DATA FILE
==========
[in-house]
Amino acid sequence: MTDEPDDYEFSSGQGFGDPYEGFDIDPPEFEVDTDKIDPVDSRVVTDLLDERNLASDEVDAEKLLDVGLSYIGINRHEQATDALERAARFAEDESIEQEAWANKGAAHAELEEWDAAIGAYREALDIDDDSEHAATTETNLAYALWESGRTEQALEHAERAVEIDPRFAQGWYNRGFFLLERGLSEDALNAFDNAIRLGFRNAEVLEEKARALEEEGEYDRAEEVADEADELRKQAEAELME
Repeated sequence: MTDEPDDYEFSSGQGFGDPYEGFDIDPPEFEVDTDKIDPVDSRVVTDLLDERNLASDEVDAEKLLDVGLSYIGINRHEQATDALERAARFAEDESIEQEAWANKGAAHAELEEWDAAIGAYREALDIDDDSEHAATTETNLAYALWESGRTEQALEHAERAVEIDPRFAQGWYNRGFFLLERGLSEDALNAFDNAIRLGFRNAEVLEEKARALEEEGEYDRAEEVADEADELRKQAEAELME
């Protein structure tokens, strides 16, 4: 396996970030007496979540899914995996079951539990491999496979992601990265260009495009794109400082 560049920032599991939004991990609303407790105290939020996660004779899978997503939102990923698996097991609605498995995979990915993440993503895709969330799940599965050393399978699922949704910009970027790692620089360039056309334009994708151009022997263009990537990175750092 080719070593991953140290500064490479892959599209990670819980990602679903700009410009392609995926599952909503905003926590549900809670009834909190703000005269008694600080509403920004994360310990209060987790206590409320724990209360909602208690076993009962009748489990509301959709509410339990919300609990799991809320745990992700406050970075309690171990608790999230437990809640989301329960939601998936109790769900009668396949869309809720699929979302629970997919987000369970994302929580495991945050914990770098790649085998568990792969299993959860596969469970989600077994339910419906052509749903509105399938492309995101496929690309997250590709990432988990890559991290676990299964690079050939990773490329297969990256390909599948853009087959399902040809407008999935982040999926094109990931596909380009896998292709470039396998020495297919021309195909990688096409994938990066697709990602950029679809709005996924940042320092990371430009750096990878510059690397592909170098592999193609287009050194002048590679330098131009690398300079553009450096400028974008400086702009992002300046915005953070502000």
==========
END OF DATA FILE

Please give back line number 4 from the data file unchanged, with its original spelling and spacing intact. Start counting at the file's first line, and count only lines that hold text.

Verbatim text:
């Protein structure tokens, strides 16, 4: 396996970030007496979540899914995996079951539990491999496979992601990265260009495009794109400082 560049920032599991939004991990609303407790105290939020996660004779899978997503939102990923698996097991609605498995995979990915993440993503895709969330799940599965050393399978699922949704910009970027790692620089360039056309334009994708151009022997263009990537990175750092 080719070593991953140290500064490479892959599209990670819980990602679903700009410009392609995926599952909503905003926590549900809670009834909190703000005269008694600080509403920004994360310990209060987790206590409320724990209360909602208690076993009962009748489990509301959709509410339990919300609990799991809320745990992700406050970075309690171990608790999230437990809640989301329960939601998936109790769900009668396949869309809720699929979302629970997919987000369970994302929580495991945050914990770098790649085998568990792969299993959860596969469970989600077994339910419906052509749903509105399938492309995101496929690309997250590709990432988990890559991290676990299964690079050939990773490329297969990256390909599948853009087959399902040809407008999935982040999926094109990931596909380009896998292709470039396998020495297919021309195909990688096409994938990066697709990602950029679809709005996924940042320092990371430009750096990878510059690397592909170098592999193609287009050194002048590679330098131009690398300079553009450096400028974008400086702009992002300046915005953070502000």